Allison Williams: [00:13:49] Yeah. So a lot of the things I was going to ask you, you actually encapsulated in this one beautiful answer that you just gave, especially when you talk about the idea of not necessarily going to the law as the focal point of what you discuss on your podcast, but you’re still connecting with people in a way that people could learn you, like you, get that no lack and trust factor built in that much faster and come in ready to convert. So I saw on your website I rarely do this, by the way, I rarely check out the websites of the people that I have on the show other than just to generally know who they are. But I loved going through your website because you talk about the three P’s of podcasting, right? The planning, the production, and the promotion and what I, what I heard in your last answer when you were talking about how you connect with people through the podcast, I really it triggers for me the question about the planning, right? Because as a former criminal defense attorney, your adversary was always the state. So your position something I always tell our clients, you need to take a position. Your position is going to be defense-oriented.
Allison Williams: [00:14:57] But what about those different practice areas where a person could switch sides, for lack of a better phrase? Right? If you’re a family law attorney, you could be representing the husband in divorce today and the wife and divorce tomorrow. Or if you are a civil litigator today, you could be representing a small business. Tomorrow, you could be suing a small business. So how does one as a lawyer put their voice, their message, their stance out into the world when they might have a more diverse clientele or a more diverse population of people that would be eligible for their services?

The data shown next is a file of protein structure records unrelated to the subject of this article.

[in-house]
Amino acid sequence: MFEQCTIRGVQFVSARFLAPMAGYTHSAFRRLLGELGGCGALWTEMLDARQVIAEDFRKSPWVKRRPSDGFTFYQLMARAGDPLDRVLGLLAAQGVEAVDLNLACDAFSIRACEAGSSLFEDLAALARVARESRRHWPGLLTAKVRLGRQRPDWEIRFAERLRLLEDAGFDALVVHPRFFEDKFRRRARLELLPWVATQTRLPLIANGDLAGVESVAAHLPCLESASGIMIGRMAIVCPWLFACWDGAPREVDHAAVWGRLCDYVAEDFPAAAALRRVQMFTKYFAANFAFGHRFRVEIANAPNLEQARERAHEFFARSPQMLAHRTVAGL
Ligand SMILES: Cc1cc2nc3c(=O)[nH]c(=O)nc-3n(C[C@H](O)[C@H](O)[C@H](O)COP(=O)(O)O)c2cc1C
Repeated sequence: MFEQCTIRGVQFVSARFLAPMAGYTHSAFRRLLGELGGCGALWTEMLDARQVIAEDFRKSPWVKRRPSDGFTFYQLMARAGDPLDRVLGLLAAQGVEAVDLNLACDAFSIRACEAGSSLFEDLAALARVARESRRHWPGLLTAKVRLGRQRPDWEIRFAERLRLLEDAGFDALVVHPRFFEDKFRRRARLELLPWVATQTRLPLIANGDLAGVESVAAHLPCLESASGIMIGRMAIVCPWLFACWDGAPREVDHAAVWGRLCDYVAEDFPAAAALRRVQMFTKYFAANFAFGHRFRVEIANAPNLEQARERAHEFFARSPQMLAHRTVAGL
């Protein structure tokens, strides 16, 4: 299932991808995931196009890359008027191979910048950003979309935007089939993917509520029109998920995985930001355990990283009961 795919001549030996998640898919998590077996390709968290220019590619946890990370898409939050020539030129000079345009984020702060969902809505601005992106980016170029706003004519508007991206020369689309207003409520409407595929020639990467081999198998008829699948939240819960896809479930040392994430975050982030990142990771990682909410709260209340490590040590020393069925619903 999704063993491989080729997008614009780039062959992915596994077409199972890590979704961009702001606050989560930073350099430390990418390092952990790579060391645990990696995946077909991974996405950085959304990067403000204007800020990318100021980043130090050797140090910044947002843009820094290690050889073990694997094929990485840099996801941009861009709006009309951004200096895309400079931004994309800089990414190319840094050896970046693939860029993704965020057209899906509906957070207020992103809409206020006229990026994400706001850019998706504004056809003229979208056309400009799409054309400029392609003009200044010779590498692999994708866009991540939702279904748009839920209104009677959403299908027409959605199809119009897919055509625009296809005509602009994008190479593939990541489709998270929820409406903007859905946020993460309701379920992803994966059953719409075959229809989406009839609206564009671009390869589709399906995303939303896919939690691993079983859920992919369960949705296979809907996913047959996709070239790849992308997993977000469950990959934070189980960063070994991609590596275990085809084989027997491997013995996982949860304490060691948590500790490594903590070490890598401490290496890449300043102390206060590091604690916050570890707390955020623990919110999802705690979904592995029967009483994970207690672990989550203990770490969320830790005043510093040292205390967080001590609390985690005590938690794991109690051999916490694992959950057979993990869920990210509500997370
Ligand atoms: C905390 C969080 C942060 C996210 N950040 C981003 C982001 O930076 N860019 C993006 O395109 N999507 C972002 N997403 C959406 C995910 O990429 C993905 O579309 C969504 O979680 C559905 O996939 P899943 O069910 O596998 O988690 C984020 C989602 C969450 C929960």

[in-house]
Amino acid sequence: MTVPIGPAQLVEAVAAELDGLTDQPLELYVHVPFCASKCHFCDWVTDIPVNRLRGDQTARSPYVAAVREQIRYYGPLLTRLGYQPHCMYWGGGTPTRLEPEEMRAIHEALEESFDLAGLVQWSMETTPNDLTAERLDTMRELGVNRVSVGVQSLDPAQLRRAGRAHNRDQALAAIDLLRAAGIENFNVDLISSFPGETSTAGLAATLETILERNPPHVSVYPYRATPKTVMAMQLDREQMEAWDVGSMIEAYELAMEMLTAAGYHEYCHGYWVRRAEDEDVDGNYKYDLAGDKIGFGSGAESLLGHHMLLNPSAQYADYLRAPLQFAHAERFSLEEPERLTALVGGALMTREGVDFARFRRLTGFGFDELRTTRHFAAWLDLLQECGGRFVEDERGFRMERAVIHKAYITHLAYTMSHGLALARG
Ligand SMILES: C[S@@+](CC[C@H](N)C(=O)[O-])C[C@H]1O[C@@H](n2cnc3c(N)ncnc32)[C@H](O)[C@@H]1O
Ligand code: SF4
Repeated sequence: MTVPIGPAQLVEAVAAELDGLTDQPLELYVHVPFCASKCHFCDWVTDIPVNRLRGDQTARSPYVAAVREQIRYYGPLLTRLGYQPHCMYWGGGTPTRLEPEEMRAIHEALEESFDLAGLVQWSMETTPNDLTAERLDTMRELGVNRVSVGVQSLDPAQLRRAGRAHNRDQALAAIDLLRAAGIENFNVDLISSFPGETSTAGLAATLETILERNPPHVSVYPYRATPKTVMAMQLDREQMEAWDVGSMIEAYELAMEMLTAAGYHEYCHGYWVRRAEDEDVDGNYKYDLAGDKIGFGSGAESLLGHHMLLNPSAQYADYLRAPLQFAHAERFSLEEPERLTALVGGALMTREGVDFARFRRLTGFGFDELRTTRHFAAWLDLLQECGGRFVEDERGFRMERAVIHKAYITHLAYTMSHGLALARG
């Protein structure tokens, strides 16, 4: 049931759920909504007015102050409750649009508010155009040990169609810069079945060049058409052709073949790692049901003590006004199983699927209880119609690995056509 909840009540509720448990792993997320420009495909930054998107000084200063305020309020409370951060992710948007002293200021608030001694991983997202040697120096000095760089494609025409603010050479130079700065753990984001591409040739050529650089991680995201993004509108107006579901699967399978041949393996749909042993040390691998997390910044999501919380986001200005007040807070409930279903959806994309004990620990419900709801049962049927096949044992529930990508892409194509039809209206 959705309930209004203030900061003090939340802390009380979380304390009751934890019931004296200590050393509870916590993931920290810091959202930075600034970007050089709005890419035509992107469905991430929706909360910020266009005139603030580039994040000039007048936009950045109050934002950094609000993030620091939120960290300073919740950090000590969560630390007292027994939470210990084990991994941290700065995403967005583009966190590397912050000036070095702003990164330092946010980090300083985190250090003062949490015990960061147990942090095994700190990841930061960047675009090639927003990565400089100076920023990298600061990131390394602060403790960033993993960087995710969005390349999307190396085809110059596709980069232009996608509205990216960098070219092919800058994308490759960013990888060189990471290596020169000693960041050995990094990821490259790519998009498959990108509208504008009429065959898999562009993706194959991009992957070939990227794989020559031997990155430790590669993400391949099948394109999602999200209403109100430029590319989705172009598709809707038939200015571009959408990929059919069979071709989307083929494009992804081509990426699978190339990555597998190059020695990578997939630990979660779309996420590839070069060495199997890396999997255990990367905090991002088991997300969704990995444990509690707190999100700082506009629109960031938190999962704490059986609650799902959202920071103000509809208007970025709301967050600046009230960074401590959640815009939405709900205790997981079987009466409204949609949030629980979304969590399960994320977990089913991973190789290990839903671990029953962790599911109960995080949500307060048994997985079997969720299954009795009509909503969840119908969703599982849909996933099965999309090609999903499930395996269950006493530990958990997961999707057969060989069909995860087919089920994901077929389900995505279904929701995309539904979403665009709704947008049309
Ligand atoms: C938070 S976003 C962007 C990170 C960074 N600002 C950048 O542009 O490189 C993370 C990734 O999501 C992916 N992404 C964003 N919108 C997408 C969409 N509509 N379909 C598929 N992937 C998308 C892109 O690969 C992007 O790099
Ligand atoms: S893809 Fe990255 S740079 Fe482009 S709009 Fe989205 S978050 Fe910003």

Robert Ingalls: [00:15:32] Sure. And I think that comes back to the, the first questions we’re asking ourselves when we start a business is who am I doing it for? And that is that’s the content we’re making. And if we’re, if we’re doing some plaintiff’s work, if we’re doing some defense work, I think one of the things I would ask if it was if I was having a call was someone asking me that question is I would say, is there one that you want more of? Is there a specific. Who do you want? Who is the client? Who’s your ideal client? They walk in the door and you want 15 more of them. Who is that? That’s the person I’m using making my marketing for. And because I want to find what I do and I do it in my own business, I find the kind of client I like to work with, and I do my best to duplicate them. And so when I’m making content, I’m thinking about that ideal client. And if I have two types of ideal clients, I’m making content for both of them.
Robert Ingalls: [00:16:24] And I don’t think that I mean, I’m sure that there’s areas where I could be proven wrong here, but I don’t think that really will create too much of a conflict. If I’m representing mom here, representing dad here, I think a lot of the questions there’s going to be a lot of overlap in the questions that they have, especially process-oriented overlap. And so I think that the, the ability to have to know what kind of content I want to create tends to be one of the easiest things that we do. In the beginning, it’s a question people always say, Well, what will I talk about? And that six months into the relationship, we’ve got the next 50 episodes mapped out and that question is long gone.
Allison Williams: [00:17:03] So what do I talk about is a great fear. And even when you’re talking about blogging or video content, there’s kind of the am I going to tap out on what to say? And so when you’re working with a client and you’re really helping them dial in their message and who they’re going after, that ideal client Avatar, how do you help them to create what will be those next 50 episodes or however many into the future in order to really reach that that ideal prospect?